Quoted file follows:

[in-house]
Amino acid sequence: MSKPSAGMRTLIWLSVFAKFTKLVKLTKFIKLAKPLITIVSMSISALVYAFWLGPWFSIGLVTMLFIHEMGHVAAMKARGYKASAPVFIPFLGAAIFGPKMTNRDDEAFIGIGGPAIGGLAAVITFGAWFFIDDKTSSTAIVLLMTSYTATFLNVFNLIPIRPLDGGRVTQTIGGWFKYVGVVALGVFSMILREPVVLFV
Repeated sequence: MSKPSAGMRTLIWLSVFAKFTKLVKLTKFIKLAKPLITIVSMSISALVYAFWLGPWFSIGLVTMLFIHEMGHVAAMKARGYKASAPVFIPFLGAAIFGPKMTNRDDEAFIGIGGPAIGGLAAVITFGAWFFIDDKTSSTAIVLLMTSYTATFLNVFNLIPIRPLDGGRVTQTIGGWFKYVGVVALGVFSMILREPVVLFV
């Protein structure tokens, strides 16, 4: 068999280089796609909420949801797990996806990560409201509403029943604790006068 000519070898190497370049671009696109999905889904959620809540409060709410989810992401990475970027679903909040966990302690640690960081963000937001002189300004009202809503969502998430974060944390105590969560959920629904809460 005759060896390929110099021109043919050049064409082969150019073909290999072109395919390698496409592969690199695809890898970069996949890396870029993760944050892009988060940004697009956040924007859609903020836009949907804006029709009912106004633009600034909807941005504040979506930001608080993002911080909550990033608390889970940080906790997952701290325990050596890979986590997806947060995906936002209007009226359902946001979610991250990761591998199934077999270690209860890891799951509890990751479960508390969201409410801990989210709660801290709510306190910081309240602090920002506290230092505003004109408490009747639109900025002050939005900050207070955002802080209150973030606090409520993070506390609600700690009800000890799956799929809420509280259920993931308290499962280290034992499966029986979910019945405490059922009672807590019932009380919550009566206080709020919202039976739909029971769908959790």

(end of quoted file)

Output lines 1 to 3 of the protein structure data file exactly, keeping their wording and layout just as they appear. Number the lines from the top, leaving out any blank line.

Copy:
[in-house]
Amino acid sequence: MSKPSAGMRTLIWLSVFAKFTKLVKLTKFIKLAKPLITIVSMSISALVYAFWLGPWFSIGLVTMLFIHEMGHVAAMKARGYKASAPVFIPFLGAAIFGPKMTNRDDEAFIGIGGPAIGGLAAVITFGAWFFIDDKTSSTAIVLLMTSYTATFLNVFNLIPIRPLDGGRVTQTIGGWFKYVGVVALGVFSMILREPVVLFV
Repeated sequence: MSKPSAGMRTLIWLSVFAKFTKLVKLTKFIKLAKPLITIVSMSISALVYAFWLGPWFSIGLVTMLFIHEMGHVAAMKARGYKASAPVFIPFLGAAIFGPKMTNRDDEAFIGIGGPAIGGLAAVITFGAWFFIDDKTSSTAIVLLMTSYTATFLNVFNLIPIRPLDGGRVTQTIGGWFKYVGVVALGVFSMILREPVVLFV